SAN FRANCISCO -- Madison Bumgarner says he doesn’t let previous results affect the way he prepares for or performs during his starts. But there’s something to be said about taking the mound as a pitcher the day after your team allowed 17 runs.
"We had to come in and we had to win today," Bumgarner said after pitching the Giants to a 6-4 win over the Rockies on Friday, a night after they were blown out at home, 17-7.
"It’s embarrassing, days like yesterday. And we’ve had a few days this year that have been that way. It’s no fun. This team takes it personal, and they come out ready to go. Nobody’s going to get their feelings hurt and come in the next day still pouting about it. They’re ready to go."
The Giants’ lopsided loss Thursday included a nightmarish 13-run fifth inning, and they appeared to live through that on a smaller scale Friday night in the second, with several softly-hit balls and an error from second baseman Joe Panik building a four-run rally for the Rockies. But this time, the Giants were able to respond.
Never miss a local story.
Brandon Crawford’s three-run home run in the bottom of the second quickly closed the gap back to one run. And Bumgarner did not allow another Rockies runner to reach second base until the eighth inning, striking out a season-high 10 batters and giving the Giants’ offense time to complete a much-needed comeback win.
"He toughened up," manager Bruce Bochy said of Bumgarner. "He bowed his neck and he went out there and got it done for us."
The Rockies’ four-run second began with Nolan Arenado blooping a double into right field. After singles by Mark Reynolds and Ryan Raburn, Gerardo Parra hit a potential double play ball. Panik, back in the lineup after missing six games with a groin injury, fielded the ball cleanly but threw wide of Crawford at second, leaving everyone safe as Reynolds scored.
Colorado scored twice more on a sacrifice fly and a squeeze bunt by pitcher Chad Bettis, putting Bumgarner and the Giants in a four-run hole.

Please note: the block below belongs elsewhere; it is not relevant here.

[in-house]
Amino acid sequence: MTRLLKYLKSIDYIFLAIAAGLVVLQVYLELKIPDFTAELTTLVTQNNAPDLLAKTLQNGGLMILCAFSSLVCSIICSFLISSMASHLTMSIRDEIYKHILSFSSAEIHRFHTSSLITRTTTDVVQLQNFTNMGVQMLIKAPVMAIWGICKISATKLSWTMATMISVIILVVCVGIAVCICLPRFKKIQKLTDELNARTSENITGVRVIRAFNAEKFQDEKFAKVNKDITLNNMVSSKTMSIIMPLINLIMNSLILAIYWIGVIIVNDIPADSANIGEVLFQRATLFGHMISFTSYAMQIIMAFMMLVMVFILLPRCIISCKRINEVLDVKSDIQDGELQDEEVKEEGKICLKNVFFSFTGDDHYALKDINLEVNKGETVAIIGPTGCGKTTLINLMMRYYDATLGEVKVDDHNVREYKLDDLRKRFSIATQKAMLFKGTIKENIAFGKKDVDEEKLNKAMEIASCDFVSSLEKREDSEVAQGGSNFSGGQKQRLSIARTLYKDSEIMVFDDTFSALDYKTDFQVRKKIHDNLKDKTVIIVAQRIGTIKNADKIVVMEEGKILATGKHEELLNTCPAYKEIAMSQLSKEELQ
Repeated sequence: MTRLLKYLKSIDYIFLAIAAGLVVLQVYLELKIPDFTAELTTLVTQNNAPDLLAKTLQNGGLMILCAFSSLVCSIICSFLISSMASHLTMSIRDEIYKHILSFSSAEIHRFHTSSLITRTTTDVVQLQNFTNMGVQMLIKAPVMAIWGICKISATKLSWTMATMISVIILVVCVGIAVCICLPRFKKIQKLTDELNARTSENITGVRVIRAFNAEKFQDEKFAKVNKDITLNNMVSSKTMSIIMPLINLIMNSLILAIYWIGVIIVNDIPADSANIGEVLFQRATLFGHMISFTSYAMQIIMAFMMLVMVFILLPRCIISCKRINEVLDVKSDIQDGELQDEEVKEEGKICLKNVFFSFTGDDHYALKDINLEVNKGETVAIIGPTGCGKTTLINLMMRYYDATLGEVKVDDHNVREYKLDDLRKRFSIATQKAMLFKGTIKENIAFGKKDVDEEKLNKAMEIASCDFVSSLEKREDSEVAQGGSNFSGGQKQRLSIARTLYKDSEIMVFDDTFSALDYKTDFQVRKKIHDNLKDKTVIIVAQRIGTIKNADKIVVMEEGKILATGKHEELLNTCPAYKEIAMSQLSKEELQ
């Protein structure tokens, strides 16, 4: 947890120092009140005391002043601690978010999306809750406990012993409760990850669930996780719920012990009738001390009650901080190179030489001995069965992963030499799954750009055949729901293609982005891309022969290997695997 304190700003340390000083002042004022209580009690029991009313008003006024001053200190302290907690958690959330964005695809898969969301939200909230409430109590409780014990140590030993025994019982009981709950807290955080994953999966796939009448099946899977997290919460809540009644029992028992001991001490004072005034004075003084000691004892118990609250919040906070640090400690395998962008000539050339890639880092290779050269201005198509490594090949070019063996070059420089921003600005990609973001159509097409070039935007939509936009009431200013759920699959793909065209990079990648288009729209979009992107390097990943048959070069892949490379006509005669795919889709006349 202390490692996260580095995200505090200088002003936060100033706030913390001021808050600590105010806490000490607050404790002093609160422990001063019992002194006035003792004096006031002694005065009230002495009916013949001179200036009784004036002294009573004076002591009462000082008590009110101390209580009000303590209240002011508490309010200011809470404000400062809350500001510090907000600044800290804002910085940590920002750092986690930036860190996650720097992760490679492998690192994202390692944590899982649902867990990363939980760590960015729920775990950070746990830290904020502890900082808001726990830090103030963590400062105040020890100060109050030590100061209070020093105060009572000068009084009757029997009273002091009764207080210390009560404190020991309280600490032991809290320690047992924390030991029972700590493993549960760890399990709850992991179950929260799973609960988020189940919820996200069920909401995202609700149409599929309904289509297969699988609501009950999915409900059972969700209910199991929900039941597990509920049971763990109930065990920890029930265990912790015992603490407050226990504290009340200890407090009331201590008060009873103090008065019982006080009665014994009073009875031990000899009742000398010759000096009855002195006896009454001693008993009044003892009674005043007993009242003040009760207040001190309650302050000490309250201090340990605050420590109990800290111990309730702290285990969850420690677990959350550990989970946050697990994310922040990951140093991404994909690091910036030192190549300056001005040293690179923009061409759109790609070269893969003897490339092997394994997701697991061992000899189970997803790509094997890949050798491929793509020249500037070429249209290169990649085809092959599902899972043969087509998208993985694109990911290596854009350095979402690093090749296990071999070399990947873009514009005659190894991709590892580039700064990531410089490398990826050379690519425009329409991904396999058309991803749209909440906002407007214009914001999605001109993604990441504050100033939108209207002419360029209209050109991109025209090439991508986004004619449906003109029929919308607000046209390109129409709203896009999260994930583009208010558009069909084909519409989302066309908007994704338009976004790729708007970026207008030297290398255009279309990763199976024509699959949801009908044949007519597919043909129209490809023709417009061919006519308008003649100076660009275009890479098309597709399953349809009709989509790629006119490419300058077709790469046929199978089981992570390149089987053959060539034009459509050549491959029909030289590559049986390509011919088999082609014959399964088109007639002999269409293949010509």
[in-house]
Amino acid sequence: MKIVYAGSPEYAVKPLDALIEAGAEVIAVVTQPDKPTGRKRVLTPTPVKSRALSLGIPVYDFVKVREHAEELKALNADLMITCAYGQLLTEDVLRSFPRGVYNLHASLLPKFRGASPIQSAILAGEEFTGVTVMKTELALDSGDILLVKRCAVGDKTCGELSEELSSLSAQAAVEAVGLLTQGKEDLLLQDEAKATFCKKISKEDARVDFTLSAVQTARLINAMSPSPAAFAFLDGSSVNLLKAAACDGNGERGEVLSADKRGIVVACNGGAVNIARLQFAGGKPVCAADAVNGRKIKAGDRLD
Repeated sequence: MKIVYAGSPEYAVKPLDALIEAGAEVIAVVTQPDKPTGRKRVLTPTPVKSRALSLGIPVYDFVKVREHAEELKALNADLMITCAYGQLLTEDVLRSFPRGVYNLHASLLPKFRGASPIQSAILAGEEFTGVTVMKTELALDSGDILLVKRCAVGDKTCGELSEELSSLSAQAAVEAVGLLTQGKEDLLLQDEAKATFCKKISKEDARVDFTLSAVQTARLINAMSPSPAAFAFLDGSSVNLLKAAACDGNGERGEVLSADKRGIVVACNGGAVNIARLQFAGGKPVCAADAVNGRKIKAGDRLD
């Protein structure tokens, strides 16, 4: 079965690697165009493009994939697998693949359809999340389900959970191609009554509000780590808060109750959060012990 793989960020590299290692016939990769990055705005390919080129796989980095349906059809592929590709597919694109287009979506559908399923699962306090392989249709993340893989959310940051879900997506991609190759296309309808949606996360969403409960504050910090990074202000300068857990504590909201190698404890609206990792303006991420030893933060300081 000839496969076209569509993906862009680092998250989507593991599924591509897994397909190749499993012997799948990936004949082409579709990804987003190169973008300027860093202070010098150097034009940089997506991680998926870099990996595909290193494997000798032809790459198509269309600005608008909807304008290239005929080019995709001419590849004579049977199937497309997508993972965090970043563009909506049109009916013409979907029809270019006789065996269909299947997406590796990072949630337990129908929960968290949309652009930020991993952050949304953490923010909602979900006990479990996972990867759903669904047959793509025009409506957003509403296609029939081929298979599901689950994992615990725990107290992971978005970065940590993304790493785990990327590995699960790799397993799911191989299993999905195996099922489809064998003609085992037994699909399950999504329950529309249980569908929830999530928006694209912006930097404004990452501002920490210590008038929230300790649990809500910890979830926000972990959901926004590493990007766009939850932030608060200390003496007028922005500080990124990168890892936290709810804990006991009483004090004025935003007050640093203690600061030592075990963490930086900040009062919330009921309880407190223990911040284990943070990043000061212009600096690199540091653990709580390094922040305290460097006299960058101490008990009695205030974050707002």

"Seventeen broken-bat hits, bloops, it’s frustrating when it happens," Bumgarner said. "But that’s the way the game is sometimes. That’s what makes it fun to battle through those and get a win for your team."
Shortly thereafter came the hit that Bumgarner said "changed the ballgame." With one out and two on in the bottom of the inning, Crawford hit a two-strike pitch from Bettis into the right-field seats. It brought the Giants back to within a run. On a grander scale, within the Giants’ dugout, it began the comeback from Thursday’s loss.
"That was big," third baseman Matt Duffy said. "That wasn’t just a solo homer or a run-scoring single. That was a big three-run homer that put us right back in the game, and the feeling that we had the momentum again … I think (that) was definitely a mental turning point after yesterday, and after that top of the second inning today."
From there, Bumgarner appeared to bear down. He struck out six of the next nine hitters he faced, en route to his first double-digit strikeout game of the season. Though that left him with a majors-leading total of 55, the left-hander said he doesn’t feel his early-season mechanical issues are completely behind him.
"I’m a perfectionist, so it’s not exactly how I want it," Bumgarner said. "But when you’re out there sometimes you’ve got to throw that aside and just compete. That’s what I did."
The Giants took the lead in the fifth when Denard Span singled, Matt Duffy tripled into the gap and, with two outs, Hunter Pence chopped a ground ball up the middle and beat D.J. LeMahieu’s twisting throw to first for an RBI single. Brandon Belt’s RBI double in the seventh provided a cushion for Bumgarner, who came out to start the eighth having thrown 96 pitches.
Bumgarner allowed a leadoff single to Trevor Story before striking out Carlos Gonzalez -- who entered with a lifetime .348 average against him -- for the third time Friday night. He then gave way to right-hander Cory Gearrin, who surrendered a single to Arenado but struck out Mark Reynolds and coaxed an inning-ending ground ball out of Rayburn.
Given the complexion of the game after the second inning, Bochy said he thought Friday was "probably (Bumgarner’s) best game" of the season. Duffy said Bumgarner appeared sharper Friday night, pointing specifically to a strikeout of Arenado in the third.
"I don’t see many guys break down Arenado’s swing the way he did that one at-bat," Duffy said. "I thought he looked sharper the last few starts, but after that I was like all right, there’s something there."
Bumgarner maintained that his mechanics are no better than last month, when he voiced his displeasure with them. For him, the takeaway from Friday was in quieting the Rockies after the second inning, making possible a Giants response that resonated across multiple nights.
"That’s kind of who I am and who I want to be," he said. "I’ll never go out there and just give in and say, ‘Today’s just maybe not my day, it’s going to be a rough day.’ It may not be very good sometimes. But you’re getting everything that I’ve got."